I was attacked by two different, golden retriever, type crosses today. One of them being my idiot neighbour's dog for the umpteenth time!. It was racing in and out of the two-way, 50mph traffic, on a blind bend, in its desperate attempts to attack me. The other was a huge dog which belonged to a farm machinery repair service station on a quiet rural lane. It chased me for over half a mile as I sprinted for all I was worth! I was doing over 25mph for most of the chase. It only stopped chasing when it lunged at me and put a foot under the left wheel. The back wheels have saved me from a serious bite several times now. Can you imagine if I'd been very elderly or a disabled tricyclist? I'd have been chewed to pieces! No sign of the owners of course.
I'm going to carry a small personal alarm on a cord around my neck in future. Just as an experiment to see if it deters vicious dogs. If that doesn't work I'm going to carry an alloy tube in spring clips under the top tube to defend myself. It shouldn't be remotely necessary and I quite like dogs in general. The police presence is so sparse that it would be completely pointless contacting them. It would be more likely to lead to revenge attacks judging by the knuckle dragger's usual behaviour. 19 difficult miles in a figure of eight. Getting slowly wetter and with regular stops for tightening the crank fixing screw and with fast sprints in between. I'm sure there was no mention of employing vicious dogs in the chapter on interval training. At least I have an active GPS logger to record my routes again.
March 12th 40F, 4C. Westerly wind 10m/s. Changed the crank. Then had to swap the pedal, clip and toe-strap. Very little ice remaining on the minor roads now. No loose dogs today. I took a riding crop just in case I needed to defend myself. It is very light and won't injure a dog. It rests securely and comfortably under the straps of my bag ready for immediate use. Pepper spray is illegal in Denmark unless wielded by a policeman. 25 miles enjoyable miles up hill and down dale on the roads recently denied to me by the grip of winter.
March 13th 40F, 4C. Sunny periods, wind picking up to 12 m/s. I bought a new chain today but haven't fitted it yet. I'm fed up with the clonking coming and going. A meandering ride along minor roads full of new potholes. They spent a fortune moving hills and making lakes to build a huge golf course but now let the roads going there literally fall to pieces. There are places where there is nowhere left to ride on smooth tarmac. I have to pick my way slowly through the crumbling gravel and deep, water-filled holes. I'm pushing myself harder on hills to build up my strength and fitness. My legs are no longer getting thinner but are finally beginning to build muscle mass. Particularly on my thighs. I was too warm again today in a single fleece jacket but it wasn't warm enough to take it off. So I took the Thinsulate hat off instead. Time for thinner gloves and a cooler hat. Losing the skiing tights might help too. Will have to adjust my wardrobe again as spring has sprung. Winter still hanging on in the shade and on north facing slopes. Woodpeckers tapping in the trees, birds of prey soaring and crying and birdsong in the hedges. Groups of Whooper swans in the fields and overhead. 21 rather bumpy miles.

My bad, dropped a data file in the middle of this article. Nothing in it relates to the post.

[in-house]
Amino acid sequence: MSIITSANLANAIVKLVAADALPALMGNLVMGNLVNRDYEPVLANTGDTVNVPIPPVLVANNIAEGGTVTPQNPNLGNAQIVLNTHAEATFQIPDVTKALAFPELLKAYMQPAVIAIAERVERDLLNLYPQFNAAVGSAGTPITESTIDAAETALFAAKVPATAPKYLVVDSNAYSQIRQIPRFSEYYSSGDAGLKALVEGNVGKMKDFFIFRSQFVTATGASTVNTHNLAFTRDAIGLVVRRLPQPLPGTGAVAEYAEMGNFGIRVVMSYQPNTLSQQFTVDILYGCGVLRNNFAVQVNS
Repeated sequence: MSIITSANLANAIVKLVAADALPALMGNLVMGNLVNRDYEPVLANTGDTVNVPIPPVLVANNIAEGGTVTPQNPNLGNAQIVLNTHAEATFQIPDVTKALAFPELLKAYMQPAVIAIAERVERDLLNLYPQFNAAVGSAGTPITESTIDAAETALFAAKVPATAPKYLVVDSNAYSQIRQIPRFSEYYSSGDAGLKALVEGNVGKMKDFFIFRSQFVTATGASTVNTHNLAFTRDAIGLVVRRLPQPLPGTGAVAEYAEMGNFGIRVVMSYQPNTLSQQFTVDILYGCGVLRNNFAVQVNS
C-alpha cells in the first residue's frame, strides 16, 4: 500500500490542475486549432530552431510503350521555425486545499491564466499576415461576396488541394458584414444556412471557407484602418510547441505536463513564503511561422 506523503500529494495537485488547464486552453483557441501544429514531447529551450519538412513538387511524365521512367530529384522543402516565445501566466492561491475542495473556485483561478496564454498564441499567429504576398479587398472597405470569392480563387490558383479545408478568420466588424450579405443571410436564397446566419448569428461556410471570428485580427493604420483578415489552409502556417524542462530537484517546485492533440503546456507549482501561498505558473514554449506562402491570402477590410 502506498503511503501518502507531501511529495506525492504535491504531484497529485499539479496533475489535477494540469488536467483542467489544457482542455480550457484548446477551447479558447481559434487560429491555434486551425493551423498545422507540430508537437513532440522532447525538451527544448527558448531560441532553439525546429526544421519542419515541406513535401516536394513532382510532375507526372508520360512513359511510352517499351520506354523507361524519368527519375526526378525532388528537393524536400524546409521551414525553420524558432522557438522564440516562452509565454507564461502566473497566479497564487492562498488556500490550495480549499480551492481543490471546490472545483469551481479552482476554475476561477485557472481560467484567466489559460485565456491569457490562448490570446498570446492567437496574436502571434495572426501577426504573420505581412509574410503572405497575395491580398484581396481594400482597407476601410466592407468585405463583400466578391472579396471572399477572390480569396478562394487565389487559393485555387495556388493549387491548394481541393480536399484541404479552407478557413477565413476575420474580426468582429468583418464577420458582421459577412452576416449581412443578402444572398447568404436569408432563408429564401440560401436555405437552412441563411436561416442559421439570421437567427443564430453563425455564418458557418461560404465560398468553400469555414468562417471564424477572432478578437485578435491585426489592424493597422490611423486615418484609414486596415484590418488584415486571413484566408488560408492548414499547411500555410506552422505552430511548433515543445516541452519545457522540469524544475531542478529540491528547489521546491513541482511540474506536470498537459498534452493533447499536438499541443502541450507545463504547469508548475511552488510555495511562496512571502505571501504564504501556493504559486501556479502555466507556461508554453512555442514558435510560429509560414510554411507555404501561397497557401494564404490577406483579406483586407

Sunday 14th March. Cloudy with sunny periods. 36-40F. Unpleasantly windy. I rode to the end of a peninsula called Helnæs. (pronounced Hell-ness) A popular, but totally unspoilt, holiday destination with quite a number of summer houses hidden well away from the narrow, meandering roads. Most of Helnæs is open fields with a few woods here and there.
A narrow, winding causeway separates the choppy, open sea on one side from the stillness of the frozen bay on the other.
The view of the causeway looking towards Assens on the return journey. It is difficult to capture the causeway from the other end because the land is so low lying. There is a handy viewpoint on top of a low hill right at the beginning of the peninsula. The riding crop is proving useful here as a parking brake.
On the causeway looking back towards the Helnæs peninsula. It was very cold in the wind with my eyes and nose streaming and my hands frozen as I held the camera without gloves. Some snow remains on the frozen sea on the left. Lots of sea birds standing about on the ice. The sharp-eyed will notice the white lighthouse on the extreme right. It is an impressive sight when seen close-to.
Sculpted by the wind and man. This short hedge is practically the only shelter on this road. With the sea beneath cliffs on both sides only a few hundred yards away the wind was whistling through the trike out in the open.
The trike resting beside the still frozen sea. There are modest houses on the other side of the road. It was once a fishing village but has now been considerably gentrified. This is the almost closed off bay within the shelter of the peninsula. It is always noticeably smoother than the open sea regardless of weather conditions. The plastic container sitting on top of the bag is to protect my camera from being knocked about.
The chap on the trike is still following me around. I see he has the same orange lenses in his cycling glasses as I have now. What a poser! :-)
I managed 35 miles today but it was very hard work at times because of the wind. I should have taken something to eat and drink because I was getting rather hungry and tired towards the end. Milky coffee and a toasted bun, with marmalade, soon revived me when I got home. Though by then it was too late to help me over the last ten miles into the wind. It's now 2 o'clock as I am editing this post and it is snowing heavily! The temperature has dropped like a stone from just above 40F down to 32F! And now the sun has come out into a blue sky!
March 15th. 35F 1C. Late ride to the shops and back. As soon as I started pedalling I could feel the pain in my legs from yesterday's ride. Only 12 Miles.